rectangular mesh boundaries

Extension of Elmer in computational glaciology
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dolphin
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Joined: 13 Oct 2017, 15:17
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rectangular mesh boundaries

Post by dolphin » 15 Feb 2018, 23:39

Hello all,
I have create a rectangular mesh using gmsh and mmg2d library, but it has only one line (not four); at the perimeter. In my problem I need to apply four boundary conditions. Please, does anyone know any way to use my -1 line- mesh and apply 4 boundary conditions on each side of the rectangular boundary? If (I assume) the later is not possible, does anyone could suggest any tool that I could split my mesh -perimeter- line to four; I tried gmsh and it cant work,
best,
k.

gagliar
Posts: 59
Joined: 04 Sep 2009, 16:34
Location: LGGE - Grenoble
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Re: rectangular mesh boundaries

Post by gagliar » 04 Apr 2018, 10:06

Hello,

To close this post, here are two examples with gmsh and ElmerGrid.


With ElmerGrid, copy and paste the following lines in a file named test.grd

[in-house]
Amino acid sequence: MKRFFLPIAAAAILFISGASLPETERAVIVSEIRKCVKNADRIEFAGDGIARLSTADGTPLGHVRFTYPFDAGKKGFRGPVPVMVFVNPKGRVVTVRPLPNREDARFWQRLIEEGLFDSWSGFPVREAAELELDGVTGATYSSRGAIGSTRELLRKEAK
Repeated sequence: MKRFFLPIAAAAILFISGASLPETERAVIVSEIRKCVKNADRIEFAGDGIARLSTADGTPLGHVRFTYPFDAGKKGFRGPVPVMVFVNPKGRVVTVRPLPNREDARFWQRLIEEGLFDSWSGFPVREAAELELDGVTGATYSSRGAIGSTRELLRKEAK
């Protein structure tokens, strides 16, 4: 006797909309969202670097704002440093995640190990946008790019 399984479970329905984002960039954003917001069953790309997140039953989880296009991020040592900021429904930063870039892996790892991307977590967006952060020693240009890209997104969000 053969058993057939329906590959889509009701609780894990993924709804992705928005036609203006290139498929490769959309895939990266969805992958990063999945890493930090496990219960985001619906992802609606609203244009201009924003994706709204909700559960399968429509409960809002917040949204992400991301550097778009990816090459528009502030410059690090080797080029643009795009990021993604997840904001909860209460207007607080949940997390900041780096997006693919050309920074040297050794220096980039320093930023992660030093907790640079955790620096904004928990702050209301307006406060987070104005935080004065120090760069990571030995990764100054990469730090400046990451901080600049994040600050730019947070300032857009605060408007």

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***** ElmerGrid input file for structured grid generation *****
Version = 210903
Coordinate System = Cartesian 2D
Subcell Divisions in 2D = 1 1
Subcell Limits 1 = 0.0 1.0
Subcell Limits 2 = 0.0 1.0
Material Structure in 2D
  1
End
Materials Interval = 1 1
Boundary Definitions
! type     out      int
  1        -1        1        1
  2        -2        1        1
  3        -3        1        1
  4        -4        1        1
End
Numbering = Horizontal
Coordinate Ratios = 1
Element Innernodes = False
Element Degree = 1
Triangles = False
Element Divisions 1 = 20
Element Divisions 2 = 20
and then execute

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ElmerGrid 1 2 test.grd
You should get a square mesh 1 x 1 composed of 404 elements, with bottom boundary = 1, right = 2, top = 3 and left = 4.

With gmsh, copy the following line into a file named test.geo:

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Point(1) = {0.0,0.0,0.0,0.1};
Point(2) = { 1.0 ,0.0,0.0,0.1};
Point(3) = { 1.0 , 1.0 ,0.0,0.1};
Point(4) = {0.0, 1.0 ,0.0,0.1};
Line(1) = {1,2} ;
Line(2) = {2,3} ;
Line(3) = {3,4} ;
Line(4) = {4,1} ;
Line Loop(5) = {1,2,3,4};
Plane Surface(6) = {5};
Physical Line(1) = {1} ;
Physical Line(2) = {2} ;
Physical Line(3) = {3} ;
Physical Line(4) = {4} ;
Physical Surface(5) = {6} ;
and then execute:

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gmsh -1 -2 test.geo
ElmerGrid 14 2 test.msh -autoclean
You should get a square mesh 1 x 1 composed of 303 elements, with bottom boundary = 1, right = 2, top = 3 and left = 4.

Olivier

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